Oceaneering International’s Marine Services Division in Chesapeake, VA won a $14 million firm-fixed-price contract to extend the service life of 3 landing hovercraft. Oceaneering is performing the work under the Landing Craft, Air Cushion (LCAC) Service Life Extension Program (SLEP), which extends the expected service life of the LCAC by 50%, from 20 years to 30 years. The scope of this contract includes repair and upgrade of the buoyancy box, gas turbine engine replacement, installation of a new skirt, installation of an integrated C4N equipment package, craft alterations, and repair work. This contract includes options which, if exercised, would bring its cumulative value to $38.9 million.
LCACs are high-speed, fully amphibious hovercraft capable of carrying a 60-ton payload (75 tons in overload) over water and land at speeds in excess of 40 knots and a nominal range of up to 200 nautical miles. Carrying equipment, troops, and/or supplies, the LCAC launches from inside the well deck of an amphibious warship, then travels the waves at high speed, runs right through the surf zone near the beach, and stops at a suitable place on land. “LCAC Hovercraft: US Navy’s Champion Schleppers Get SLEPped” (subscriptions) discusses the LCAC hovercraft and the SLEP.
Oceaneering will perform the work in Norfolk, VA and expects to complete it by November 2012. This contract was competitively procured via FedBizOpps.com, with four offers received by the Naval Sea Systems Command at the Washington Navy Yard, Washington, DC (N00024-09-C-2240)
Air Rover Inc. of Tyler, TX, won a maximum $15 million indefinite-delivery/ indefinite-quantity, firm-fixed-price contract for Environmental Control Units (ECUs) from the Navy. The units will be used for various types of expeditionary facilities (e.g., shelters, enclosed trailers, and tent complexes). The Navy has a current requirement for 4 units to be delivered.
Air Rover works directly with the U.S. armed forces to research and manufacture field-deployable ECUs to cool living quarters and electronics. In response to troop feedback and technological advances, Air Rover’s engineering team designed modular ECUs to produce cold, refrigerated air in extreme climatic conditions that range from 50 degrees to 150 degrees Fahrenheit. A recent LA Times article noted the costs involved, however, and called attention to a temporary fix that gets much better efficiency from Army ECUs.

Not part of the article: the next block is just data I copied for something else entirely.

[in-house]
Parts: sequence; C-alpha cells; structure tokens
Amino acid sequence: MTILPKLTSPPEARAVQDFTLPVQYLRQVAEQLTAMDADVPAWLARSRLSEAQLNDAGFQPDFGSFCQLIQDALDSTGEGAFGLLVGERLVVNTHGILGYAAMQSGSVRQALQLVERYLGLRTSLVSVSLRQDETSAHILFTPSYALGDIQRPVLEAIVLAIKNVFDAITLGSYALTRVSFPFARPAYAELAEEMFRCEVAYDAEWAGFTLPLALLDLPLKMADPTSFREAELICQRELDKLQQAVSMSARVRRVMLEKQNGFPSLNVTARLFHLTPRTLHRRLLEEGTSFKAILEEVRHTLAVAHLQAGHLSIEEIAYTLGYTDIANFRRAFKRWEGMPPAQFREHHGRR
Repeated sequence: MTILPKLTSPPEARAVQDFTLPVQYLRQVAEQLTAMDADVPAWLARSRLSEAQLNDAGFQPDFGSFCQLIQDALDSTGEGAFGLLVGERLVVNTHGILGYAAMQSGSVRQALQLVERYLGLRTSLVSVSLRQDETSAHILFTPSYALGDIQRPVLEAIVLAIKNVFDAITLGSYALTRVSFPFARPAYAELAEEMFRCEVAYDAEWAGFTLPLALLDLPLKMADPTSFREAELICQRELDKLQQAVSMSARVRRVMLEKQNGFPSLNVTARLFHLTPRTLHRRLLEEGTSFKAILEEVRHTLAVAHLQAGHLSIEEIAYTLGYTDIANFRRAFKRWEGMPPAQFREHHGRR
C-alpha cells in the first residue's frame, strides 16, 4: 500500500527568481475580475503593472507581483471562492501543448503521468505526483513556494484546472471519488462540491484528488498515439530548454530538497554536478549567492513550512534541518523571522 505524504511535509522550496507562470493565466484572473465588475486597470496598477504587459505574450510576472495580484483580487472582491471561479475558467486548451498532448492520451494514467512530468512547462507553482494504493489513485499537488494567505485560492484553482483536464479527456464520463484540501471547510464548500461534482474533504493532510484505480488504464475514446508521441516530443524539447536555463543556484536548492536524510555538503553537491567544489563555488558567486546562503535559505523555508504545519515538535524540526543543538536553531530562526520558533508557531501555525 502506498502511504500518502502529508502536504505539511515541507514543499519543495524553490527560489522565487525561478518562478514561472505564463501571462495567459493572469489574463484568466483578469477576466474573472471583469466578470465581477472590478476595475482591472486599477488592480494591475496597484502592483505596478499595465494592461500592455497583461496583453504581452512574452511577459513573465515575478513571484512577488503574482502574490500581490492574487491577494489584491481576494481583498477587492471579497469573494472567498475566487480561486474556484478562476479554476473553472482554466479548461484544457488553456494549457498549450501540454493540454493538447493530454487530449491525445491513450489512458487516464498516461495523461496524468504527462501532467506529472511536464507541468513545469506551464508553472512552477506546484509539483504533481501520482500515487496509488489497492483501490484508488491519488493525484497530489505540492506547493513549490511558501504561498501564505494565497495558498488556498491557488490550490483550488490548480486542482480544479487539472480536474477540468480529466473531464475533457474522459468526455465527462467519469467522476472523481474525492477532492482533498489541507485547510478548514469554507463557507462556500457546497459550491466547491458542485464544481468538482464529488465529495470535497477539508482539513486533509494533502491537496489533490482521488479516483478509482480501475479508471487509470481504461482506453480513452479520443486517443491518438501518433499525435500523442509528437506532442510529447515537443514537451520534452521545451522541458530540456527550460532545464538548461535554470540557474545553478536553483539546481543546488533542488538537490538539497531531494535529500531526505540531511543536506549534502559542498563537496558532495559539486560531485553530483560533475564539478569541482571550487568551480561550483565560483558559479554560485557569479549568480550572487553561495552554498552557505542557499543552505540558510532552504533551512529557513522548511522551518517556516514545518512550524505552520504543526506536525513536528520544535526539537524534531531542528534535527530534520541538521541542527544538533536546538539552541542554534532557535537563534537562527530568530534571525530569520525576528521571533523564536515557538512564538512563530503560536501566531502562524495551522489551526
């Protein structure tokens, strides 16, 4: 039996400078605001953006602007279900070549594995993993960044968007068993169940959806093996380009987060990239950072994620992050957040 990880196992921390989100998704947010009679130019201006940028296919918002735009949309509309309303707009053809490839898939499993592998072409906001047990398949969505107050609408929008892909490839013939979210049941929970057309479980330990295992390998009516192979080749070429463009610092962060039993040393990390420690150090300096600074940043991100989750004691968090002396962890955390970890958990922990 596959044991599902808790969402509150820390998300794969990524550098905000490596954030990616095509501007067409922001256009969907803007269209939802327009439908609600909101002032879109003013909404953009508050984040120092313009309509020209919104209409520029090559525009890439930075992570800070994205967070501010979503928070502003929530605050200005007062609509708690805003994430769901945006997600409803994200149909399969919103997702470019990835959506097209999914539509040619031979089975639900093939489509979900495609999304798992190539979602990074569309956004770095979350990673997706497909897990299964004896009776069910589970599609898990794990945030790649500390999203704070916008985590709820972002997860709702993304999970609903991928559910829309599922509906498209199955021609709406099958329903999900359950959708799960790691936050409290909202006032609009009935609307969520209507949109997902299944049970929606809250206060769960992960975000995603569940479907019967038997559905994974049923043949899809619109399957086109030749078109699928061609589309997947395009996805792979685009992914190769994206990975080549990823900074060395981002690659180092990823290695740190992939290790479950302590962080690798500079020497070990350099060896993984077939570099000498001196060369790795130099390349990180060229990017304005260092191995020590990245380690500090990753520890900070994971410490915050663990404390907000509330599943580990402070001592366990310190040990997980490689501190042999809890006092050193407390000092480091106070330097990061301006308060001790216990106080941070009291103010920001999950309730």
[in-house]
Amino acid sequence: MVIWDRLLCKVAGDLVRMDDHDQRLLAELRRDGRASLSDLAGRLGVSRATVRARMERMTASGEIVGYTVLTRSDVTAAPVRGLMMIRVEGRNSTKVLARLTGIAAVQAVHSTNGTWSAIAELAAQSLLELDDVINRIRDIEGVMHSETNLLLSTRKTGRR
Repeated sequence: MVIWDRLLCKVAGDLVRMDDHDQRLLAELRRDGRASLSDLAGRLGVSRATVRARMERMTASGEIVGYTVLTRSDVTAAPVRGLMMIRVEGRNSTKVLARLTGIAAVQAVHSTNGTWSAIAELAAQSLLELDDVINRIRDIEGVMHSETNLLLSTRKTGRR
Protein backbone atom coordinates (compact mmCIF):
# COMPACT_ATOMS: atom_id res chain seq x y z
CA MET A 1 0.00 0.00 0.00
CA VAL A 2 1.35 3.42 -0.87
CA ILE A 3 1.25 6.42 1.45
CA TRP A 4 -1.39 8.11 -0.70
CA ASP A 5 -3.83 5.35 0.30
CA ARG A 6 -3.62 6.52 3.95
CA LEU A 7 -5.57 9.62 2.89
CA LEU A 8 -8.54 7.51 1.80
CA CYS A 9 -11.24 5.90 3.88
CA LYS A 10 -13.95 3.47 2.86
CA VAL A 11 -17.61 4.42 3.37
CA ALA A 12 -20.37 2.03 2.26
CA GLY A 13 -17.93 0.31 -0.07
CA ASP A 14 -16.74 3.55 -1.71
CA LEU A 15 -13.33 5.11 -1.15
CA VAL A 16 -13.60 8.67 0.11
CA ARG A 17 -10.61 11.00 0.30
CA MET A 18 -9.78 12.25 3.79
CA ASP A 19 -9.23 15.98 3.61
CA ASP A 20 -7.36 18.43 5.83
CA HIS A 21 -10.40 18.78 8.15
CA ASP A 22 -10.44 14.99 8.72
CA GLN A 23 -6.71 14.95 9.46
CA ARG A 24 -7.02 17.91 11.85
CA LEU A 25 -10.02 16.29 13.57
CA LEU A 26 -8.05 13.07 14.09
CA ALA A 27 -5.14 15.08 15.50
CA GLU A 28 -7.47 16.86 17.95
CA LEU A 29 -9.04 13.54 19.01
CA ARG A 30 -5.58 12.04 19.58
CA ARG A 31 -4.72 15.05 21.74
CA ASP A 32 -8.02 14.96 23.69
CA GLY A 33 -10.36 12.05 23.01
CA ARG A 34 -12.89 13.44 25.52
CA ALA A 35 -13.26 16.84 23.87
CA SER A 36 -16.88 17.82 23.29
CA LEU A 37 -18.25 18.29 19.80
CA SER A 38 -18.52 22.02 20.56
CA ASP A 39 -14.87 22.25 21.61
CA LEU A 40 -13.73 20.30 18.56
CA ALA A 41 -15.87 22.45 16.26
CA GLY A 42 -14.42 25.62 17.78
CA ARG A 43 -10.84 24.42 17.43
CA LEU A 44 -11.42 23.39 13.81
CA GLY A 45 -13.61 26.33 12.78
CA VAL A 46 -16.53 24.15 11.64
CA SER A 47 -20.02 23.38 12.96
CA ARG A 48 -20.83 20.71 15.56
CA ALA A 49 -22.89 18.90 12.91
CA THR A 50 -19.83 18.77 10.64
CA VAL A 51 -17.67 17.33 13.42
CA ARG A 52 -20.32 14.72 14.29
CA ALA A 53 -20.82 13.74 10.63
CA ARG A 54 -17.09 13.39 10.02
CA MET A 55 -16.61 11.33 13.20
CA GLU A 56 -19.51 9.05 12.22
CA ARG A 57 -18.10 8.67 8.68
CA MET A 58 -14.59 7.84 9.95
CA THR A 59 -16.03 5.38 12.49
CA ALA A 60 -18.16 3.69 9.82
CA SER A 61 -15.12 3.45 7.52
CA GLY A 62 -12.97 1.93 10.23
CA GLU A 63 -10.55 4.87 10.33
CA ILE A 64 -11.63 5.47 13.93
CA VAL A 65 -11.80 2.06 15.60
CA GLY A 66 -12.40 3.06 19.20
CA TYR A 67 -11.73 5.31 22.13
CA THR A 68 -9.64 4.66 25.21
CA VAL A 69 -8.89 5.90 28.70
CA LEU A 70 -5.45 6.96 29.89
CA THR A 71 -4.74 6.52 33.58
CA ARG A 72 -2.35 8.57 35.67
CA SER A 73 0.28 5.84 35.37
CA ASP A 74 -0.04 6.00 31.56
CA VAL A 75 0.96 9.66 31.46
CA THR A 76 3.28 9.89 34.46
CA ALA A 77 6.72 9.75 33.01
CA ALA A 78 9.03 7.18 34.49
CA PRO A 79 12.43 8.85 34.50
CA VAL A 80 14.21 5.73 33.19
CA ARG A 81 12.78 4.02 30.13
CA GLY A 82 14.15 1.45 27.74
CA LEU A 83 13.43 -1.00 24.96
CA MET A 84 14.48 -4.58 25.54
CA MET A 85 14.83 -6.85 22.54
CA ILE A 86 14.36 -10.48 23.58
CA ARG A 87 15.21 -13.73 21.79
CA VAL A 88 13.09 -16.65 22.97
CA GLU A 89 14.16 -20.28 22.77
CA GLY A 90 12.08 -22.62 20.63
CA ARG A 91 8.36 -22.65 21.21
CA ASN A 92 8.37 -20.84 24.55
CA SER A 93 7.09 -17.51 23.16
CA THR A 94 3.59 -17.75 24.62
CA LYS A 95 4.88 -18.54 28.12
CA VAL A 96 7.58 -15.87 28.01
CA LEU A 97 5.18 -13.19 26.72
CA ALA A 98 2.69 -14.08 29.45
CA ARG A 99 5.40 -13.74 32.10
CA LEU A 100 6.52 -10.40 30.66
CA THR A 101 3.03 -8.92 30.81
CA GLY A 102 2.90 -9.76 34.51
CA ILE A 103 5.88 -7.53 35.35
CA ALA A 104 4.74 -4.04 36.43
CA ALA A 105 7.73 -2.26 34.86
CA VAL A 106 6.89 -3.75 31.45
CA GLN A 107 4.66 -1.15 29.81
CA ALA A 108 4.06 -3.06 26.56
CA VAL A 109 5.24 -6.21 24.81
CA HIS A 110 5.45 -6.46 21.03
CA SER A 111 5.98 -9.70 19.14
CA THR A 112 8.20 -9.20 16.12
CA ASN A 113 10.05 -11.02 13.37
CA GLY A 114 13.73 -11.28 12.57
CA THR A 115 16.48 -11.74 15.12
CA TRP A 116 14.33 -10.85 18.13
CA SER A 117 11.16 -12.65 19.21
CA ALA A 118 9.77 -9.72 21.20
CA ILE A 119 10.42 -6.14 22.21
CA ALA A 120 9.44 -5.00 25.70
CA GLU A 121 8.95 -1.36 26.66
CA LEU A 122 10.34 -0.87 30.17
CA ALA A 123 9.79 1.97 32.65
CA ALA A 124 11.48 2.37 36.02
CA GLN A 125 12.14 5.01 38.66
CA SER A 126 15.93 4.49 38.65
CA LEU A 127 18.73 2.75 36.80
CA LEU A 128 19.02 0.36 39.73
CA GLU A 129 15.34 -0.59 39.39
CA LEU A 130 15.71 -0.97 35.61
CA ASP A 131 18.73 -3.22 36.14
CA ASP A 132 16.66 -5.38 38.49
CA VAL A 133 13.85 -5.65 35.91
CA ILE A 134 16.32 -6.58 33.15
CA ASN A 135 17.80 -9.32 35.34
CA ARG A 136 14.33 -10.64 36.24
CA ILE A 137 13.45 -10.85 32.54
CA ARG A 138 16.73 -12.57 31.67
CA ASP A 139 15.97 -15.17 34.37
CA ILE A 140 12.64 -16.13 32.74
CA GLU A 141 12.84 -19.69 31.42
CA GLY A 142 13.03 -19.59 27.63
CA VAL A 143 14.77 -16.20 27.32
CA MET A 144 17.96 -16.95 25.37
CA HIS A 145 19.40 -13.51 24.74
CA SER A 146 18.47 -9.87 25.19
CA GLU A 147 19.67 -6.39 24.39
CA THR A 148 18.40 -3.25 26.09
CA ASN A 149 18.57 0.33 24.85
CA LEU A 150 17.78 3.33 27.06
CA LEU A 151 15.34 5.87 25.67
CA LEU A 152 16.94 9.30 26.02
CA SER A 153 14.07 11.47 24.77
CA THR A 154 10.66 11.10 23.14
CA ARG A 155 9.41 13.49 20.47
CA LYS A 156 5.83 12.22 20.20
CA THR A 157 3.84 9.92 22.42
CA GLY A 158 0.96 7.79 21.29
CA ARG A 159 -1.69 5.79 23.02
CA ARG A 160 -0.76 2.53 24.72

Air Rover expects to perform the work at its Tyler, TX, headquarters and to complete it by May 2014. Contract funds will not expire at the end of the current fiscal year. This contract was competitively procured via FedBizOpps.com and the internet, with 5 offers received by the Naval Surface Warfare Center in Crane, IN (N00164-09-D-JS25).
In 2005, the US military and NASA announced the kickoff of the Army-led Joint Heavy Lift program, with the award of 5 contracts for the Concept Design and Analysis (CDA) of a Vertical Takeoff and Landing (VTOL) Joint Heavy Lift (JHL) rotorcraft. This is a futuristic aircraft that’s imagined as having the C-130 Hercules aircraft’s 20 ton cargo capacity, but with the ability to take off and land like a helicopter. No current US military helicopter platform even comes close to that vision, and so the competitors are deploying some radical and different technologies in their attempts to meet these goals.
CH-53E Super Stallion